Skip to main content

Netflix's interactive Minecraft adventure goes live

Minecraft Story Mode

Netflix has expanded its offering of 'interactive storytelling' with Minecraft: Story Mode, a choose-your-adventure story developed by Telltale Games.

Minecraft: Story Mode isn't a video game, or really a television show, but an interactive branching narrative whose outcome is decided by the viewer's choices at key points in the story.

The series is based on Minecraft, the bestselling crafting sandbox game that's driven by user-created content – fitting then to make the TV spin-off an interactive affair.

The first three episodes of Minecraft: Story Mode landed on Netflix on November 28, with another two episodes to follow on December 5. 

You can find it on the Netflix browser or iOS app, though there's a standalone Minecraft: Story Mode app for those on Android smartphone or tablet devices.

Telltale signs

More recently, Telltale has been in the news more for the games it isn't making, than the ones it manages to put out. 

The California-based game developer expanded dazzlingly fast over the past few years, putting out episodic tie-in games with the likes of The Walking Dead, Batman: The Telltale Series, and Tales from the Borderlands.

This September, the studio announced it was laying off 90% of its 250 employees and canceling many titles still in development, after sales of various properties didn't meet company expectations.

Netflix had also planned a Stranger Things interactive series in partnership in Telltale, which is reportedly still going ahead with a different studio, with a Netflix spokesperson saying "We are in the process of evaluating other options for bringing the Stranger Things universe to life in an interactive medium.”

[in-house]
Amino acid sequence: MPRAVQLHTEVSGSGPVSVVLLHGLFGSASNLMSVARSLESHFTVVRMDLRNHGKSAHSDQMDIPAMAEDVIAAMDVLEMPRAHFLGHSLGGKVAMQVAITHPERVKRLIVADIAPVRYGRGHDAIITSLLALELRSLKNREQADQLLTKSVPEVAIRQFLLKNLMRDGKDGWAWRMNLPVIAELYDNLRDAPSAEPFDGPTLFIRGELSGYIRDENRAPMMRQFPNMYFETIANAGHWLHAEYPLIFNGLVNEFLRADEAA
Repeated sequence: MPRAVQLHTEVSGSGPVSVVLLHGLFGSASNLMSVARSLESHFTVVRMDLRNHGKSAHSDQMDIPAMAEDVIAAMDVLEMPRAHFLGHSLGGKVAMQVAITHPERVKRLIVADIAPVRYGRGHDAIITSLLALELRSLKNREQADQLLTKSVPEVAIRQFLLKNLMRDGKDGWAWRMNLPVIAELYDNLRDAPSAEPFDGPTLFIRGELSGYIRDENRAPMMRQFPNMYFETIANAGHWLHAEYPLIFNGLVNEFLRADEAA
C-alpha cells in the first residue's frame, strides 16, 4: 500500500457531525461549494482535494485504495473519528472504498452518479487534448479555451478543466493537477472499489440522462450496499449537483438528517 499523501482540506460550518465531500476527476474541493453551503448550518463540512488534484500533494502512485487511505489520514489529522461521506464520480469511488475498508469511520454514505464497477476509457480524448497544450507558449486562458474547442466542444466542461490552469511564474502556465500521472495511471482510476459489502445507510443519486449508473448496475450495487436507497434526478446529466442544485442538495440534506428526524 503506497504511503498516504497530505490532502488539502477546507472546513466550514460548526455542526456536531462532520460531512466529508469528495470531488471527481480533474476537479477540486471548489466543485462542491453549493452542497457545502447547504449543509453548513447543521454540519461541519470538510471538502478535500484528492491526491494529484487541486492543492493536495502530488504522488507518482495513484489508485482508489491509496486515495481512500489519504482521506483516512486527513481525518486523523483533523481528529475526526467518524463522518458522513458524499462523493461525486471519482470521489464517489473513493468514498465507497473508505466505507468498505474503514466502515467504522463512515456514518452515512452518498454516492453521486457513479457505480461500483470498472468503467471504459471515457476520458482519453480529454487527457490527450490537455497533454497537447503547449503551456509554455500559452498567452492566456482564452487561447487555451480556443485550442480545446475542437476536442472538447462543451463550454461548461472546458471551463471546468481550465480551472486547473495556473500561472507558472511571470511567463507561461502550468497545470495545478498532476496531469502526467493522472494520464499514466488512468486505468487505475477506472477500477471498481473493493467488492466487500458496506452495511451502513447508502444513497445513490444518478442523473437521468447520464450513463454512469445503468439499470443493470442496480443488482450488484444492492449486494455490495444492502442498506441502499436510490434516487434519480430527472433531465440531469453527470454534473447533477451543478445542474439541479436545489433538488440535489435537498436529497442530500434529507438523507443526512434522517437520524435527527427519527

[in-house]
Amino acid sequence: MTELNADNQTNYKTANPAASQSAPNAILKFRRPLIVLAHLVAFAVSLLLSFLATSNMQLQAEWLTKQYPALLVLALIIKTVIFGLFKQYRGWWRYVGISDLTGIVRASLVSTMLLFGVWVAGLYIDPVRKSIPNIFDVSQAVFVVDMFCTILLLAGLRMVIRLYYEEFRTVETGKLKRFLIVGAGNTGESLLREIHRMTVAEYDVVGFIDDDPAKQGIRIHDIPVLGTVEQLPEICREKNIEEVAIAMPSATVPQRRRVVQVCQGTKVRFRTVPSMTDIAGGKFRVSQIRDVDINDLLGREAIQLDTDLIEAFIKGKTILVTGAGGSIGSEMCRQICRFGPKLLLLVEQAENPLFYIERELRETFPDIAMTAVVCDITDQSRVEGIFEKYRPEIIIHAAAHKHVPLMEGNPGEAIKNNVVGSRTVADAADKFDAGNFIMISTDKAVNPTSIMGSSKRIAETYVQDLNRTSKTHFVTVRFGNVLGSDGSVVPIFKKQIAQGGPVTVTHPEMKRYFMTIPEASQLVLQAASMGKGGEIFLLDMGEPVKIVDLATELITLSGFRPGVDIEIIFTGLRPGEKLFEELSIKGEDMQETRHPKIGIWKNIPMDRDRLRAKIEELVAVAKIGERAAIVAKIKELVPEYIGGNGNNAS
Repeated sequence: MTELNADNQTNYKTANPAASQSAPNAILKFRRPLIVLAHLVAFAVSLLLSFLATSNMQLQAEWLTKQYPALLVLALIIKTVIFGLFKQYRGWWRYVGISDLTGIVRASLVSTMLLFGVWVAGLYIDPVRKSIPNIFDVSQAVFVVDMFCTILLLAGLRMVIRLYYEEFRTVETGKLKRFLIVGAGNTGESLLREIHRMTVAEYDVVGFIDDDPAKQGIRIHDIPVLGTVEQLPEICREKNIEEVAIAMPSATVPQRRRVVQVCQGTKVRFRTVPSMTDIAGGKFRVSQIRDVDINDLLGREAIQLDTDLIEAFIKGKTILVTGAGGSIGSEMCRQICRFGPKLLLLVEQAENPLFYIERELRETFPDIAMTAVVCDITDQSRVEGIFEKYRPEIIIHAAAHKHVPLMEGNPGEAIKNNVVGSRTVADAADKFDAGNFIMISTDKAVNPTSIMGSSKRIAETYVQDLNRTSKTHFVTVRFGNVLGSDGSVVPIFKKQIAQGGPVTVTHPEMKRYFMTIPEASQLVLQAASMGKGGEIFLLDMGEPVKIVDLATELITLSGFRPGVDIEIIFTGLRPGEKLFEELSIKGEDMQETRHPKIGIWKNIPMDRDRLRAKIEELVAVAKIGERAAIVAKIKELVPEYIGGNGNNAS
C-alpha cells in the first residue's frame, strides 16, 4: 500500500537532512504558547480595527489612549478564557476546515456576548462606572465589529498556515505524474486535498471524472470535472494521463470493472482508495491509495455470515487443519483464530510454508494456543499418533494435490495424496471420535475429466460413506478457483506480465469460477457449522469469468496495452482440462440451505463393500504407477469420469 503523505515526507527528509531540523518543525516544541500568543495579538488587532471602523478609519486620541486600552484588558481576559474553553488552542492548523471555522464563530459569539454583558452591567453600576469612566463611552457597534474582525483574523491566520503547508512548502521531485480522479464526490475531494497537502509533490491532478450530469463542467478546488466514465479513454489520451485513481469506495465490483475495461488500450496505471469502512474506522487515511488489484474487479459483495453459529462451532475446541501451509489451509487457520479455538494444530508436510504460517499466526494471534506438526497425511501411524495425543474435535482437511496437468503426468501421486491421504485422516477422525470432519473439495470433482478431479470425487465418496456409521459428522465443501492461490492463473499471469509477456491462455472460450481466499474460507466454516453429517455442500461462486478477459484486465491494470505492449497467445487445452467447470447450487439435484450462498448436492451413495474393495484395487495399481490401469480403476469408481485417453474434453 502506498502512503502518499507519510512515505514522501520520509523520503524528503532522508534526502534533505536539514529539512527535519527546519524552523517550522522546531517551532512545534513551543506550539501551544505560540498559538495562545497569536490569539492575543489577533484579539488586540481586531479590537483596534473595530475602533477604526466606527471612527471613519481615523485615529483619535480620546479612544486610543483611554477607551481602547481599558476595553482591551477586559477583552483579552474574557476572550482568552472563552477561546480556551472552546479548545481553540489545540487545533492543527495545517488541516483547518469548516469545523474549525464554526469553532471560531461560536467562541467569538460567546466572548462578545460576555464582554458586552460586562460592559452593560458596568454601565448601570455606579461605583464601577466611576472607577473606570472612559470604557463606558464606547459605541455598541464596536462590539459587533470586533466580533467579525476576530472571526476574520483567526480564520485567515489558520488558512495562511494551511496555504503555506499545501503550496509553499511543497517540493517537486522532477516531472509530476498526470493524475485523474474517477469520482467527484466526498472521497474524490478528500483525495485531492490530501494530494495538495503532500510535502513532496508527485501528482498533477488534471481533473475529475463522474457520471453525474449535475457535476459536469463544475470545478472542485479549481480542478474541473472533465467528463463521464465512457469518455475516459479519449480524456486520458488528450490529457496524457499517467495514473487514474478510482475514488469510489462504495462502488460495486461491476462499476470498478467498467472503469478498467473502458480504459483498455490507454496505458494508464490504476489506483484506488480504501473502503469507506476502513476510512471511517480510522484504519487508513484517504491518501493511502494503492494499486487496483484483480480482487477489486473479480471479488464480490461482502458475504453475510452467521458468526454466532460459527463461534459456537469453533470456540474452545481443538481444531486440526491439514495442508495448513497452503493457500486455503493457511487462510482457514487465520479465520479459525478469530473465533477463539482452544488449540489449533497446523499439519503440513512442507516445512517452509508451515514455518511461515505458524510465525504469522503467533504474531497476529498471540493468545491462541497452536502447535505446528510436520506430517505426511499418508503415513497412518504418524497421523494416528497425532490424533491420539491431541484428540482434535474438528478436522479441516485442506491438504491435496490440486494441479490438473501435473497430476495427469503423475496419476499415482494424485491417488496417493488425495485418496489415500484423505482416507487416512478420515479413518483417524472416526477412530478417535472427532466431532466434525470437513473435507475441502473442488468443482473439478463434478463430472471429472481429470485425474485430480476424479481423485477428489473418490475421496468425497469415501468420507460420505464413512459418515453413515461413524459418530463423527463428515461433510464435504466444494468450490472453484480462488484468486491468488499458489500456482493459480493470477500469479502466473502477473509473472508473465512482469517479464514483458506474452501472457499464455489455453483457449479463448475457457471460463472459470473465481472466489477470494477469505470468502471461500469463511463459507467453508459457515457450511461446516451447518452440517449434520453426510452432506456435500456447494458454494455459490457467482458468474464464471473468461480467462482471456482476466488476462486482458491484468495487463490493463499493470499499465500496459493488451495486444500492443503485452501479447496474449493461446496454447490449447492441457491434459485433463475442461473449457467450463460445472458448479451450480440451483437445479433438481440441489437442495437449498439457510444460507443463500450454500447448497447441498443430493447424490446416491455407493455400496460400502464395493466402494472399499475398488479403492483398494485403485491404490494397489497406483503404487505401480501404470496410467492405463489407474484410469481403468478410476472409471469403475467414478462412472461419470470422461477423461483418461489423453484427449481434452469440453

There's currently no official word on whether there'll be more Minecraft: Story Mode seasons down the line.

Henry St Leger

Henry is TechRadar's News & Features Editor, covering the stories of the day with verve, moxie, and aplomb. He's spent the past three years reporting on TVs, projectors and smart speakers as well as gaming and VR – including a stint as the website's Home Cinema Editor – and has been interviewed live on both BBC World News and Channel News Asia, discussing the future of transport and 4K resolution televisions respectively. As a graduate of English Literature and persistent theatre enthusiast, he'll usually be found forcing Shakespeare puns into his technology articles, which he thinks is what the Bard would have wanted. Bylines include Edge, T3, and Little White Lies.